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Indonesia asmits to split on Burma.

		Indonesia admits to split on Burma

	A rare split in the ranks of ASEAN countries over Burma's request 
to gain full ASEAN membership next year is set to be raised at a leaders' 
summit in Jakarta tommorow.

	Indonesia's Foreign Minister, Mr Ali Alatas, said although there 
was no formal agenda for the meeting, Burma's membership could be raised 
- and for the first time Mr Alatas acknowledged a split over the issue.

	Several Association of South-East Asian Nations members have 
expressed reservations over Burma's early admittance to ASEAN, given 
human rights abuses and the repression of democracy in that country.

	"You can read it yourself. There have been open statements made 
by the Philippine, Thailand and Singapore, so it's not a secret," Mr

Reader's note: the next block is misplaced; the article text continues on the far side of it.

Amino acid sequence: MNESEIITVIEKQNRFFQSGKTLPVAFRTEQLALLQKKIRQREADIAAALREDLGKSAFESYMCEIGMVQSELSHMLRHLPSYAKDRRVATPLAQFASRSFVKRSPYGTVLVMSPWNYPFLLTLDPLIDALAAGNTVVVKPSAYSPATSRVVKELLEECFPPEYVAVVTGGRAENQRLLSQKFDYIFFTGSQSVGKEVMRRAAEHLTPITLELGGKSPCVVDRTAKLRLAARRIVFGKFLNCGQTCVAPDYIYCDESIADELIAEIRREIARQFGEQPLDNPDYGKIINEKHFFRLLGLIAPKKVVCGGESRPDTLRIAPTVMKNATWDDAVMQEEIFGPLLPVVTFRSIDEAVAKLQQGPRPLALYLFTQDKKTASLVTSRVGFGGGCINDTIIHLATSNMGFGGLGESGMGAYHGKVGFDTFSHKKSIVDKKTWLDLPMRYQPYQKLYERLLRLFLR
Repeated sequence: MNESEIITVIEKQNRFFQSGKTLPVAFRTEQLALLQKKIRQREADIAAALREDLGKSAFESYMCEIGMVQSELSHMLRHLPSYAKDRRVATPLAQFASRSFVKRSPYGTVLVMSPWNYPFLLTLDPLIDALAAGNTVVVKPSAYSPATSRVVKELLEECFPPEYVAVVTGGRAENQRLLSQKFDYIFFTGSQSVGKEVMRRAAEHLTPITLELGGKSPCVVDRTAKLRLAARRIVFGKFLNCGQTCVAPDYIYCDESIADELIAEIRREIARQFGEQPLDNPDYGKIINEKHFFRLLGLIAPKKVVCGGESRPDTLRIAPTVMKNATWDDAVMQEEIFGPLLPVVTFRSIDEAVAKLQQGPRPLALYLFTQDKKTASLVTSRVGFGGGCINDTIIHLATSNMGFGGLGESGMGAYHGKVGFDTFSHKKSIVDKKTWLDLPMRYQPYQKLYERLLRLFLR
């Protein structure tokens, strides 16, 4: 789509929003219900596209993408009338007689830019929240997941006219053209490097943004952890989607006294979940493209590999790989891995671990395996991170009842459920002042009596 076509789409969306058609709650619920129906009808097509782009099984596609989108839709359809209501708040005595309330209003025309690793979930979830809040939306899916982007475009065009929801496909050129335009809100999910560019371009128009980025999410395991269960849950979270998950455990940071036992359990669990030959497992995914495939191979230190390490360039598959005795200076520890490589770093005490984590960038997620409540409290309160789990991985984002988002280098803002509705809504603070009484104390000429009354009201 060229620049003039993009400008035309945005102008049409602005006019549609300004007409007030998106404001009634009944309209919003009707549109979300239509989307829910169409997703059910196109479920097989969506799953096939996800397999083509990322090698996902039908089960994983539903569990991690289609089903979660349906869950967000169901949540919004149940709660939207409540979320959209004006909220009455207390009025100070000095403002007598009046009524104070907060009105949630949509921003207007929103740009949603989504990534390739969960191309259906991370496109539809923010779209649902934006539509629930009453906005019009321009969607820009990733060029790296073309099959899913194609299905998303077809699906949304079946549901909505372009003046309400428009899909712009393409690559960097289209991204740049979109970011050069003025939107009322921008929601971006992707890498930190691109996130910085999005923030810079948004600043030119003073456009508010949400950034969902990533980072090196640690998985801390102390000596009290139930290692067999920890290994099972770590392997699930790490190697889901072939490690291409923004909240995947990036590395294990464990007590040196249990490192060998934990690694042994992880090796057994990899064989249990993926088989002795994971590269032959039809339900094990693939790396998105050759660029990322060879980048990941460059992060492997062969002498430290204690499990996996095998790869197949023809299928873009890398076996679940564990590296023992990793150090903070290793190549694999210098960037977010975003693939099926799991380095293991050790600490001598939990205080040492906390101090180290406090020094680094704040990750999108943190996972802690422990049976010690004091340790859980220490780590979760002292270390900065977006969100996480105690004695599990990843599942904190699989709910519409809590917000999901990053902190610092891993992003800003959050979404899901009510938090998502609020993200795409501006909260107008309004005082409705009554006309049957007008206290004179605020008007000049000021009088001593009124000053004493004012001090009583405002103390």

Alatas said, the Jakarta Post reported yesterday.

	Burma is due to attend the informal summit in Jakatar, along with 
two other prospective members, Cambodia and Laos.

	Indonesia has been one of the strongest advocates of the early 
admittance of Burma as a full member of ASEAN, firmly rejecting criticism 
from Western countries on the human rights issue.

	Mr Alatas said issues domestic to prospective member countries 
were not a deciding factor in  membership.

	In July, at a meeting of ASEAN foreign ministers, Burma took the first 
step to membership when it was accepted as an observer in the ASEAN Regional 
Forum, a security body.

	ASEAN members are agreed on Burma's eventual acceptance as a 
member, but not the timing.

	In recent months, the Burmese junta has intensified its crackdown 
on the opposition National League for Democracy, whose leader, Ms Aung 
San Suu Kyi, won national elections in 1990.

	The military regime later annulled the vote.

	The current members of ASEAN are Thailand, Indonesia, Vietnam, 
Singapore, Malaysia, Brunei and the Philippines.

[AFP, 30 November 1996].